Play Live Radio
Next Up:
0:00 0:00
Available On Air Stations

Outsiders: The 40-year story behind hundreds of tents appearing in downtown Olympia

Olympia's sanctioned tent city, known as the "mitigation site," as seen on Jan. 8, 2020.
Parker Miles Blohm
Olympia's sanctioned tent city, known as the "mitigation site," as seen on Jan. 8, 2020.

In late 2018, the number of tents in downtown Olympia swelled from around 30 to more than 300 in about a three-month period.

It was an extreme example of what cities up and down the West Coast have wrestled with during the post-recession years: unprecedented levels of visible, unsheltered homelessness.

In the Olympia area, the number of people living outside counted in an annual census of the homeless population tripled from 124 to 394 in a two-year period, from 2017 to 2019.

It left residents of Olympia, even some of the people experiencing homelessness there, with the same question: What happened? 

"Olympia is the state capital. This is supposed to be a beautiful place," said a woman named Jessica, who lived in one of three large encampments that appeared in downtown Olympia in late 2018.

"Us homeless people, as you see the trash over here, and the mounds of trash everywhere, we make it nasty around here," she said. "And I want my state capital back and I want it to be beautiful again."

Olympia's sudden rise in visible homelessness was the catalyst for Outsiders, a podcast by KNKX and The Seattle Times' Project Homeless team, which explores the forces driving the rise in unsheltered homelessness on the West Coast. 

Deepening the mystery: Homelessness rose in Washington state during a time of rapid growth, while many social and economic measures were improving.

The number of people working rose, as did incomes. In Thurston County, where Olympia is, median income shot up $6,000 in a single year, between 2017 and 2018.

Domestic violence, teenage pregnancy, and family break-ups dropped during the same period, according to Tedd Kelleher, who manages housing assistance for the state Department of Commerce.

Trends in drug use also don't appear to match the rise in homelessness, Kelleher said. In the post-recession years, measures of opioid addiction increased more slowly than homelessness did.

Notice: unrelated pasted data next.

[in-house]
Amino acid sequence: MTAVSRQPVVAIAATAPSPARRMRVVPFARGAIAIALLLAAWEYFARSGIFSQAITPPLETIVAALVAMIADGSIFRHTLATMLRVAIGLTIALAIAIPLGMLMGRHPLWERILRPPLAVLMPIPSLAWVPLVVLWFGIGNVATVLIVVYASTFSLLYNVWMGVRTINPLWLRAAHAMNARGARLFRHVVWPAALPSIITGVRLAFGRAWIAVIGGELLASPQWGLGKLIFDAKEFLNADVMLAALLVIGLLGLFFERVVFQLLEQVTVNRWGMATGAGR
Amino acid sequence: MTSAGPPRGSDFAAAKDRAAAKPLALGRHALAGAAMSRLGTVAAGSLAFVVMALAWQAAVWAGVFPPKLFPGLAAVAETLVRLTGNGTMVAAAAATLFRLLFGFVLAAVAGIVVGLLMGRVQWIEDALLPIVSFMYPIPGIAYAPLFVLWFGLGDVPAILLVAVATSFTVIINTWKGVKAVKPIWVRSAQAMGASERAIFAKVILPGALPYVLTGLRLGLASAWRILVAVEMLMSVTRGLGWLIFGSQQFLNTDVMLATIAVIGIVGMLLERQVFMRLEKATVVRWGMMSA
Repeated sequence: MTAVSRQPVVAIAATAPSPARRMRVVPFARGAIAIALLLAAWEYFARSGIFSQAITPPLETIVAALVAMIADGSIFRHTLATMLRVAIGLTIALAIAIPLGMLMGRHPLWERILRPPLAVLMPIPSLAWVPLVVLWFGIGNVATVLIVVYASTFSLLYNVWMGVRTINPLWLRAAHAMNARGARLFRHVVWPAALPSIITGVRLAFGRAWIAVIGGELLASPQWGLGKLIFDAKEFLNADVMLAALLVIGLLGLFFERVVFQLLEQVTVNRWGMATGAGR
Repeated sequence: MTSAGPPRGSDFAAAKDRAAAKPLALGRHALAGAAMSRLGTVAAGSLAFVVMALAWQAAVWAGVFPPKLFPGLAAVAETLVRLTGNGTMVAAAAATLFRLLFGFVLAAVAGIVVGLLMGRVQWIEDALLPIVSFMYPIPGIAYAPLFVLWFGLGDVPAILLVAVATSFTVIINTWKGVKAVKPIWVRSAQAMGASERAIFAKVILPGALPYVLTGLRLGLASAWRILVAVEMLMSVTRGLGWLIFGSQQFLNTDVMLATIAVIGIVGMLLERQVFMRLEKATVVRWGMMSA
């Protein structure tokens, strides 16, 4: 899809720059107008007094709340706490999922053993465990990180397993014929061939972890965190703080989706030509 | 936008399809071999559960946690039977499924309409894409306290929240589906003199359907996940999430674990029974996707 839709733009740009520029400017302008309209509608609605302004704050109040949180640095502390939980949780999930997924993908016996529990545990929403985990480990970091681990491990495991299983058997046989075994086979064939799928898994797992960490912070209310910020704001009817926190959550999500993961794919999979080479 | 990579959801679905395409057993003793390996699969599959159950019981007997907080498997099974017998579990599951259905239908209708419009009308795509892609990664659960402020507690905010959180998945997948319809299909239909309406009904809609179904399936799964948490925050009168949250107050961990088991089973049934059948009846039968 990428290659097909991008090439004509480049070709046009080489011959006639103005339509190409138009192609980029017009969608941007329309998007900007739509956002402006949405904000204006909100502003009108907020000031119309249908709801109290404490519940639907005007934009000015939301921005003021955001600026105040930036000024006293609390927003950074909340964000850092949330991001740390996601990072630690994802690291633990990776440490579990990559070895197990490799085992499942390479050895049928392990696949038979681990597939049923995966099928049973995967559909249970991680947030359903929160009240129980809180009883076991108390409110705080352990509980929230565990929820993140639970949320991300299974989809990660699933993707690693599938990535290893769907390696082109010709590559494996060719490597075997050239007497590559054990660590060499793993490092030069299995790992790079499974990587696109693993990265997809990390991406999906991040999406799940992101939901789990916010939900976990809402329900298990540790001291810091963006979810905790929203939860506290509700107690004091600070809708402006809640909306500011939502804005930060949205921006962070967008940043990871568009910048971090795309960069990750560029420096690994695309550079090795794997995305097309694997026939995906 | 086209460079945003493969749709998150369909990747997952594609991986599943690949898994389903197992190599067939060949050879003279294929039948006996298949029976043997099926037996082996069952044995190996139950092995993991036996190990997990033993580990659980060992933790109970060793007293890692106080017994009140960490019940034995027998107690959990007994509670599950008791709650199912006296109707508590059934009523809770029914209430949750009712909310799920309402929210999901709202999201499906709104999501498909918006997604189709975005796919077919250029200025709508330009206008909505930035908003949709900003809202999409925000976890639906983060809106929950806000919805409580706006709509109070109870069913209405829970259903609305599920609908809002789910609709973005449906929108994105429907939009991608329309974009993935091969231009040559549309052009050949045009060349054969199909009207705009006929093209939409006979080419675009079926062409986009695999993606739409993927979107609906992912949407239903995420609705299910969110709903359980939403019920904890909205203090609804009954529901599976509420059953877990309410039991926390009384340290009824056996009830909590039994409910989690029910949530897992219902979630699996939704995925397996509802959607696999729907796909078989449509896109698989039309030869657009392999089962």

"Not that we can’t make improvements in all of those areas that might have an impact on homelessness," he said. "But we haven’t seen a deterioration in those measures that would point to the increase in homelessness."

Episode 2 of Outsiders outlines the forces at play during the four-decade period some researchers call the United States' "modern era of homelessness." 

It was a time of gentrification of inner cities, the shuttering of psychiatric hospitals, cuts to federal support for people in poverty, and an economic wave that transformed cities on the West Coast. 

Episode 2 also covers a 2018 court decision that caused homelessness to suddenly become more visible in some western cities, including Olympia. 

"People kind of just came out of the shadows, out of the woodwork, and they were visible," said Colin DeForrest, a city employee overseeing the response to homelessness in Olympia.

"For so long, the unwritten agreement was, ‘If you’re homeless, just hide,'" he said. "And as long as we don’t have to see you and deal with you, then we’re good to go. And I think that, thank goodness, that has changed." 

Listen above for an excerpt of Episode 2 of Outsiders. The full episode is available here or wherever you get your podcasts. 

Will James is a former KNKX reporter and was part of the special projects team, reporting and producing podcasts such as Outsiders and The Walk Home.